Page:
This image, painted by the Norwegian artist Peter Nicolai Arbo (c. 1831–1892), showcases the deadly clash between King Harald “Hardrada” Sigurdsson of Norway and King Harold Godwinson of England at the Battle of Stamford Bridge in 1066. The battle was a surprise attack by the English forces, launched against the unprepared and underequipped Norwegian camp that was, at that time, taking an ill-timed moment to relax after having forced the capitulation of York. In the messy brawl that ensued, one of the two kings present at the battle would be killed. The one who died in battle, displayed in the center of the painting with a blue shirt, was King Harald of Norway. Snorri Sturluson, an Icelandic politician and historian, described the alleged manner of the Norwegian king’s death, writing, “King Harald Sigurdsson was struck in the throat by an arrow, and this was his death-wound. He fell, and with him fell all those who had advanced with him, except for those who retreated with the royal standard” (Heimskringla, King Harald’s Saga, section 92). Unfortunately for the victorious Harold Godwinson, this was only the first of two invasions he would need to defend against in 1066. Next up to challenge Harold for the English throne would be William the Conqueror of Normandy, who would defeat the Anglo-Saxon forces at the Battle of Hastings and go on to conquer England.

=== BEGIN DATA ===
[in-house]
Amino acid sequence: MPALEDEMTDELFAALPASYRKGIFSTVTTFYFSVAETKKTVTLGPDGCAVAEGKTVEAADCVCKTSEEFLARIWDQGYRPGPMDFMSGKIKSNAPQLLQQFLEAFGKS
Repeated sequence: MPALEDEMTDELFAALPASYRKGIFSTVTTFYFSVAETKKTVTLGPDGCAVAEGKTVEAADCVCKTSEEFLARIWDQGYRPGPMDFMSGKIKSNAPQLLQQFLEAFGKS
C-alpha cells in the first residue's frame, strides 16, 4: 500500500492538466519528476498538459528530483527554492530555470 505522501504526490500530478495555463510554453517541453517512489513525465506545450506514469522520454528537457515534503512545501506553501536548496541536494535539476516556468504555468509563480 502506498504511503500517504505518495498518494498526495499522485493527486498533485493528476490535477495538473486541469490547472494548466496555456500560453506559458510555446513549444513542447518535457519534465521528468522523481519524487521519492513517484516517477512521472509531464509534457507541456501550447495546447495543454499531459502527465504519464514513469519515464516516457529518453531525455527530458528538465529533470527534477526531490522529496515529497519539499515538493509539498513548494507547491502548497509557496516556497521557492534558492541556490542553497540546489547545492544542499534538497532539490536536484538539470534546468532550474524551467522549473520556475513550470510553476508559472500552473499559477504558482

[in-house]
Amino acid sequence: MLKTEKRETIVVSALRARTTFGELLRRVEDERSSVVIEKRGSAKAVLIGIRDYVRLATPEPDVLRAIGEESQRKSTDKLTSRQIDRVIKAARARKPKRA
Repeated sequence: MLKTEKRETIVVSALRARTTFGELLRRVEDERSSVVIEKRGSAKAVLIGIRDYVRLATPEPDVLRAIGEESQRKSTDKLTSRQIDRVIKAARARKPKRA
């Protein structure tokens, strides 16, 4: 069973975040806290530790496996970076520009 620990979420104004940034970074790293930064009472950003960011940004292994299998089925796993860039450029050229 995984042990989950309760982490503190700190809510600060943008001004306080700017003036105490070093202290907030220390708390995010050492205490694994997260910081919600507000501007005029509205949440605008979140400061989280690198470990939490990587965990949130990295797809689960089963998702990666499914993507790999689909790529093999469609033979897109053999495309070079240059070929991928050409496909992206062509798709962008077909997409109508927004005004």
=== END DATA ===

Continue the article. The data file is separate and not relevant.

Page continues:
Written by C. Keith Hansley
- Heimskringla, by Snorri Sturluson and translated by Lee Hollander. Austin: University of Texas Press, 1964, 2018.
- The Anglo-Saxon Chronicle translated by Benjamin Thorpe in 1861 and republished by Cambridge University Press, 2012.
- King Harald’s Saga, by Snorri Sturluson, translated by Magnus Mangusson and Hermann Pálsson. New York: Penguin Books, 1966, 2005.